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Japanese American Internment (DOC)


									                           Japanese-American Internment (1942-1945)

                      Internment- forced relocation and imprisonment without any trial

        “In one of its policies, the United States came close to direct duplication of Fascism. This was in its
treatment of the Japanese-Americans living on the West Coast. After the Pearl Harbor attack, anti-Japanese
hysteria spread in the government. One Congressman said: „I‟m for catching every Japanese in America,
Alaska and Hawaii now and putting them in concentration camps…Damn them! Let‟s get rid of them!‟
        Franklin D. Roosevelt did not share this frenzy, but he calmly signed Executive Order 9066, in February
1942, giving the army the power, without warrants or indictments (formal criminal charges) or hearings, to
arrest every Japanese-American on the West Coast—110,000 men, women, and children—to take them from
their homes, transport them to camps far into the interior, and keep them in prison conditions. Three-fourths
of these were Nisei—children born in the United States of Japanese parents and therefore American citizens.
The other fourth—the Issei, born in Japan, were barred by law from becoming citizens. In 1944 the Supreme
Court upheld the forced evacuation on the grounds of military necessity. The Japanese remained in those
camps for over three years.”
                                                      -Howard Zinn‟s A People’s History of the United States, p. 416

   1. From the reading above, what was Executive Order 9066?

   2. What are two ways that the United States discriminated against Japanese-Americans prior to
      the attack on Pearl Harbor in 1941?

   3. Did General DeWitt‟s report on Japanese-Americans produce any evidence that they were in
      fact a danger to the United States?
   4. Did Executive Order 9066 apply to German-Americans or Italian-Americans?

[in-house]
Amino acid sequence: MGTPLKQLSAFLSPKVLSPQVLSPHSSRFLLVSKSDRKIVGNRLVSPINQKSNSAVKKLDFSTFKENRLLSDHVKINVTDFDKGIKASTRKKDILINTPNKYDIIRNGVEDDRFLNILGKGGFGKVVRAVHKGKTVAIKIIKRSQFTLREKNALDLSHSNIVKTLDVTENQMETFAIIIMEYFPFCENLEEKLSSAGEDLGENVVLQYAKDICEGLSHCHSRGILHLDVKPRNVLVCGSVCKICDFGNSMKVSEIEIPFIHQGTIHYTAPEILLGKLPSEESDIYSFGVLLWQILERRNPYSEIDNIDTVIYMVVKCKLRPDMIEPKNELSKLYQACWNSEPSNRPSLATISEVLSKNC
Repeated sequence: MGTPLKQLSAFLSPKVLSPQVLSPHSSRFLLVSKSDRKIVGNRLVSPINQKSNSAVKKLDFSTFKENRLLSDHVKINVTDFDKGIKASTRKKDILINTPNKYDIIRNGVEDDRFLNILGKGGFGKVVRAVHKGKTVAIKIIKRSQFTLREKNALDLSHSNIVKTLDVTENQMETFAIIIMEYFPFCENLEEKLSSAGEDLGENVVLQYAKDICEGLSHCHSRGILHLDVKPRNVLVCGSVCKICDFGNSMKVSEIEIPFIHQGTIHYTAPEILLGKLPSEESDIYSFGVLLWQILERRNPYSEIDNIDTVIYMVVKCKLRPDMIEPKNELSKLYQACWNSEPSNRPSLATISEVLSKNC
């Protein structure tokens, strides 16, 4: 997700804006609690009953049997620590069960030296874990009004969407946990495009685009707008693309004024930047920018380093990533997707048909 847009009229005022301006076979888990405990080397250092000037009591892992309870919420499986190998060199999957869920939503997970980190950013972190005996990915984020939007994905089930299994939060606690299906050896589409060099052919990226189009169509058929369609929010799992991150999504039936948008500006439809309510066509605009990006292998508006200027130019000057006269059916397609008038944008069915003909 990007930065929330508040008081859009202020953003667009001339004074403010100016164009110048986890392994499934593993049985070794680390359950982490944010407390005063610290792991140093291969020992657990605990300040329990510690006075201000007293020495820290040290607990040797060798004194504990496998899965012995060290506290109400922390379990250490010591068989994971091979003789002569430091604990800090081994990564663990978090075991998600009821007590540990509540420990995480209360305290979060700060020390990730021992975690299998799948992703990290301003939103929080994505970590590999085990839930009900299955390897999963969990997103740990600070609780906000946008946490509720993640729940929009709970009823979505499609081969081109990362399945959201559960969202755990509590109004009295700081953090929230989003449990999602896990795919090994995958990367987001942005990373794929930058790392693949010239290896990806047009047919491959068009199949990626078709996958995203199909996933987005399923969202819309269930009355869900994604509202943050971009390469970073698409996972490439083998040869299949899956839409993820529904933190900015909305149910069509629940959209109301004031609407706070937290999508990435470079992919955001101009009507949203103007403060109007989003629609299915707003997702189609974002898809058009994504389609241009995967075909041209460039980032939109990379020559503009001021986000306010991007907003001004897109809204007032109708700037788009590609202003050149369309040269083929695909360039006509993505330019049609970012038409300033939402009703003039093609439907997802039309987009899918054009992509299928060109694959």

5. Describe what life was like in the internment camps.

   6. What was the most highly decorated U.S. military unit during WWII? Does this surprise you?
   7. How valuable did General Willoughby think that the MIS was for the U.S. war effort?

   8. What is one way that Americans displayed racial prejudice after the September 11th attacks?
   9. Do you think it‟s possible that the United States could inter another group of Americans again?
      Why or why not?
10. Think about how Germany and the United States treated its citizens during WWII. In a
    thoughtful response (at least THREE paragraphs):

      a. Compare/contrast the experiences of German Jews and Japanese-Americans. Be as
         specific as possible, citing evidence from your question answers.
      b. How does, or how can, war change a society, both positively and negatively?
             i. Think about values: democracy, freedom, unity, duty, sacrifice, patriotism,
                nationalism, fascism
            ii. Think about people: women, children, soldiers, military leaders, politicians,
                minorities, etc., from both sides of the war. For example, you might want to talk
                about how the main character‟s mother in The Boy in Striped Pajamas changed
                dramatically throughout the movie as a result of her husband‟s war actions.

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